by: Rev. Ed Schneider
My son, if you receive my words, And treasure my commands within you, 2So that you incline your ear to wisdom, And apply your heart to understanding; 3Yes, if you cry out for discernment, And lift up your voice for understanding, 4If you seek her as silver, And search for her as for hidden treasures; 5Then you will understand the fear of the LORD, And find the knowledge of God.
Have you ever noticed that when you think you have life all figured out something happens to drastically correct your opinion. There’s not a person alive that hasn’t, at one time or another, believed that they had a part of their lives well in-hand and then all of a sudden “real life” comes along and provides an awakening of humility…a broadening of perspectives…even a symbolic splash of cold water thrown in their face. Children are good examples of this phenomenon. They continually have to reassess their level of physical, social, and emotional competency. Think about that for just a moment. Try and remember what it was like for you when you were growing up.
Let’s say you’re a child celebrating your first birthday. You’ve got this “self-awareness thing” down and all of a sudden you now have to get good at something called “walking.” Ok, you are now three and taking on the challenge of walking is rather easy for you and then your parents throw this thing about “eating neatly” in your direction…and don’t even mention the silliness of six months ago when they made you start to learn about some ridiculous contraption called a “potty.”
You are now six years old and you’ve got this “kid stuff” down pretty well and your mother throws another unpleasant life altering experience at you when she informs you about having to neatly reassemble the bed linen each and every morning. What’s that about anyway? Of course that is just the beginning of your life of surprises and adjustments.
Next arrives your eighth birthday when you discover that homework actually starts getting in the way with important play-time. After a few years of maturing in your young life you think to yourself, “Finally, I have life all figured out.” As you are blowing out the twelve candles on your birtday cake and seemingly without notice your life is turned upside down yet again. Your worldview takes on a strange new light. You begin to awaken to the realization that those “opposite sex people” aren’t all that bad, they are just different. Shortly thereafter the question arises, “Where did all this puberty junk come from?” Sixteen years old doesn’t get any easier. Driving, dating, kissing, acne….and who is this dude named “F.I.C.A.” who keeps taking money out of my paycheck? And life goes on…and on…and on.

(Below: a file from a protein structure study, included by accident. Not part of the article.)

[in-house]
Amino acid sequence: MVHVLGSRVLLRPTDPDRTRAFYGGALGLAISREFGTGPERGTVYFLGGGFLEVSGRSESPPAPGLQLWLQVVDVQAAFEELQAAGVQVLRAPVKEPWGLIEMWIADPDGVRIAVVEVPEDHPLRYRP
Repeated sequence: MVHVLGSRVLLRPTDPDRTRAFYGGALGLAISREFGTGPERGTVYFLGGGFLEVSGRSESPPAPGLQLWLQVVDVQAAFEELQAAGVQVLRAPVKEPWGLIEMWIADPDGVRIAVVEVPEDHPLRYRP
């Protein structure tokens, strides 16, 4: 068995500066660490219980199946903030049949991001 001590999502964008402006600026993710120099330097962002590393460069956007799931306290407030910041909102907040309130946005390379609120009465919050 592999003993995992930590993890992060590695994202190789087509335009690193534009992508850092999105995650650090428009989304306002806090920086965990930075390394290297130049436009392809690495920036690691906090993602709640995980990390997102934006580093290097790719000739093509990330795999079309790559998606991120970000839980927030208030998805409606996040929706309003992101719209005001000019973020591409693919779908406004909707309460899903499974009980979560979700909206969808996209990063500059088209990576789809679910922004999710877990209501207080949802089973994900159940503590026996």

The process of learning and changing is an essential part of life’s gifts. If a positive outlook regarding change and learning are kept in the front of our minds we will look forward to the experience. At the very least we won’t be surprised by the changing events or the process of discovery that is all around us. A famous man named Henry Ford once said; “Anyone who stops learning is old, whether at 20 or 80. Anyone who keeps learning stays young. The greatest thing in life is to keep your mind young.”
I wonder how some of us are doing with that “change” and “learning” thing? I wonder whether we are embracing the newness of life’s possibilities or hiding from them? The old saying goes: “The only thing that is guaranteed not to change is change itself”. God sure seems to know our human tendencies, doesn’t he? Our Creator knows that us humans would rather hide from change than embrace it. God knows that we foolishly try to lie to ourselves everyday about who we are…why we are…and where we should be going. The innate challenge in human transformation lies not in God’s knowledge of us, but rather us human-folk never seem to honestly reflect openly and sincerely about the nature of who we are, what we are called to be, and why we are here in the first place.
During the early fifth century the great theologian Augustine told us that humanity, by its very nature, has the scales of good and bad stacked against them. His point was, even though we have plenty of goodness in us, there is even a greater amount of bad in us. This concept of the human condition could be one possible expalnation concerning the psychological component that contributes to why all of us, generation after generation, culture after culture, keep making the same errors over and over again.
Beloved, all of us are getting ready for an historic time within the life of the Christian church and we ought not be afraid of it. Let us not be afraid of breaking the mold of what seems to be normal. God clearly calls his creation to continually look into the future with eyes set upon the greatness of Divine possibilities…not the fear of human limitations. We have got to come to the deep and abiding belief that nothing is impossible for God, even transforming our human minds, hearts and souls.
All believers must learn to embrace and enthusiastically expect transformation. We are called to urgently and intentionally grow beyond what we may know and accept as the normal parts of daily existance. We are called to jump into the “deep end of the spiritual pool” when we affirm everyday of our Christian lives that we now “faithfully rest” in the hands of the Divine where the fear of change is met with gentle security.
If we can just continue in this divine understanding we’ll be just fine. Peace.